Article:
Since our inception over 10 years ago, ideas42 has implemented over a hundred projects in 45 countries. Because of our focus on testing, this means we have also worked on a similar number of impact evaluations, including dozens of RCTs. Much of this effort is showcased in our blog, where we tell the story of our work, highlight our project findings, and provide tips on how to approach challenging behavioral problems.
But as time goes by, we’ve realized that there’s another facet of our work that is slightly different and not as visible: call it the backstage of our behavioral science work and our testing efforts, if you will. How does our analytical work get done? What insights do we uncover in the process? What tools do we use, and how do we apply them?
We think this data carpentry aspect of our work is interesting and worth sharing, so we’re creating this blog as an outlet for it. You can think of it as a behind the scenes look at our analytical work before it’s polished and published.
Of course, this idea is not new. Many other organizations have created their own data blogs. We actually draw inspiration from a few of these, including Urban Institute’s wonderful Data@Urban, and the World Bank’s Development Impact blog, that recently turned 10.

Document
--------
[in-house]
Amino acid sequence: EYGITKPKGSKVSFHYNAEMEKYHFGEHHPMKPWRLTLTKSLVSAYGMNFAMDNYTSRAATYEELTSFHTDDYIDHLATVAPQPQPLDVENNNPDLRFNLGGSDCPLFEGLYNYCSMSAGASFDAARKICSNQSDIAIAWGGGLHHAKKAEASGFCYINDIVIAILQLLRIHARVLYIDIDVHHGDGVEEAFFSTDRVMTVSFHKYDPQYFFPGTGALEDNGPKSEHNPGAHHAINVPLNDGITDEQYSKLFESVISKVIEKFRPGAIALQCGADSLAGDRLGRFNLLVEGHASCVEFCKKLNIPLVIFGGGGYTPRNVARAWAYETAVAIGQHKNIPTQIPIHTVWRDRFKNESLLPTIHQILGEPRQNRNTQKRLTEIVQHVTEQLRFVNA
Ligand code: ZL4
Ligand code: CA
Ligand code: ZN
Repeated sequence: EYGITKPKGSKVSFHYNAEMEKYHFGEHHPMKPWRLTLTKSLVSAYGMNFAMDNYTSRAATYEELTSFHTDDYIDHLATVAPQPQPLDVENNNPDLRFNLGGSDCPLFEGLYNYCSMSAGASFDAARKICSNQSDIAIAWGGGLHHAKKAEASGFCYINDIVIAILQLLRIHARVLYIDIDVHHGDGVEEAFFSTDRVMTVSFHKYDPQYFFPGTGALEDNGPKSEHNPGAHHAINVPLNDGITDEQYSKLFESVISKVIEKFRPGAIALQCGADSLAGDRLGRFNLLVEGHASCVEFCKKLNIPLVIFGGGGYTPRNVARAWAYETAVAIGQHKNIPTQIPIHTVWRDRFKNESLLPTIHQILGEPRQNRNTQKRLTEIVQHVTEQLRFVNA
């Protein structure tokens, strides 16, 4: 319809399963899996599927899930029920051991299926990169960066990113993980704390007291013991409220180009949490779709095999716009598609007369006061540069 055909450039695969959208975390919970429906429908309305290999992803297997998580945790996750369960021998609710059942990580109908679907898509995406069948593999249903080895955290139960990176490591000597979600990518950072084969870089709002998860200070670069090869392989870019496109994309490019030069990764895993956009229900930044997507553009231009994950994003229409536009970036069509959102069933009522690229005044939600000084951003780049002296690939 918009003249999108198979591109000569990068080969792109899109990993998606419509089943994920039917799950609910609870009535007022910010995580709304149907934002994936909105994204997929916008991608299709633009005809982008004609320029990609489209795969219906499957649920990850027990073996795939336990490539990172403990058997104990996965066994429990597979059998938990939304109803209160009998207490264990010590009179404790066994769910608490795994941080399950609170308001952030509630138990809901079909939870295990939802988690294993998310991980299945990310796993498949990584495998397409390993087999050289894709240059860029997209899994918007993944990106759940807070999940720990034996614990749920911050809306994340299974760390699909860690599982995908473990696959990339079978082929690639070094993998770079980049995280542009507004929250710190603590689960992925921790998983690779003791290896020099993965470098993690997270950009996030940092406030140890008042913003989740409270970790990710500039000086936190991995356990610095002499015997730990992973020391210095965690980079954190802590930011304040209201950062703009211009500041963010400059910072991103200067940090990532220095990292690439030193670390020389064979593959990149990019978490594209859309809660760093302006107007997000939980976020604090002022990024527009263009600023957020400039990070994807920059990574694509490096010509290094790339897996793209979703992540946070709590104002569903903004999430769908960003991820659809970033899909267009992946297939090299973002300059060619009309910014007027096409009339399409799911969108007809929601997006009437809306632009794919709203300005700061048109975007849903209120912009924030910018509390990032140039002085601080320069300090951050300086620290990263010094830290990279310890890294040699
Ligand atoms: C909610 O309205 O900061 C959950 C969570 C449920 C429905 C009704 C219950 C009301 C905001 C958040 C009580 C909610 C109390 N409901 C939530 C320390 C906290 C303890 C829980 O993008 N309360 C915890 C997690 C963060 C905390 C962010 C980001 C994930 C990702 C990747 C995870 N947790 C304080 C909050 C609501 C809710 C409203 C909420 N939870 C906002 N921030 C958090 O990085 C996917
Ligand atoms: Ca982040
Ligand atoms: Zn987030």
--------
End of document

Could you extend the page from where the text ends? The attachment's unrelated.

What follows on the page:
Our ultimate goals are simple: we hope to help make our behavioral science work more transparent and open, to share some of our analytical practices so that whoever is interested can use them, and also to learn from what others are doing and contribute to the bsci community. Of course, we also expect to have fun in the process; you could say we’re intrinsically motivated to do this.
What can you expect from this space? Over the next few months, you may find pieces on how we apply natural language processing to complement our behavioral diagnosis tools, tutorials on using web scraping libraries in Python and R to collect policy data, or even how we used adaptive experimentation to find the best messaging treatment and reduce vehicle booting in New York City.
-the data42 folks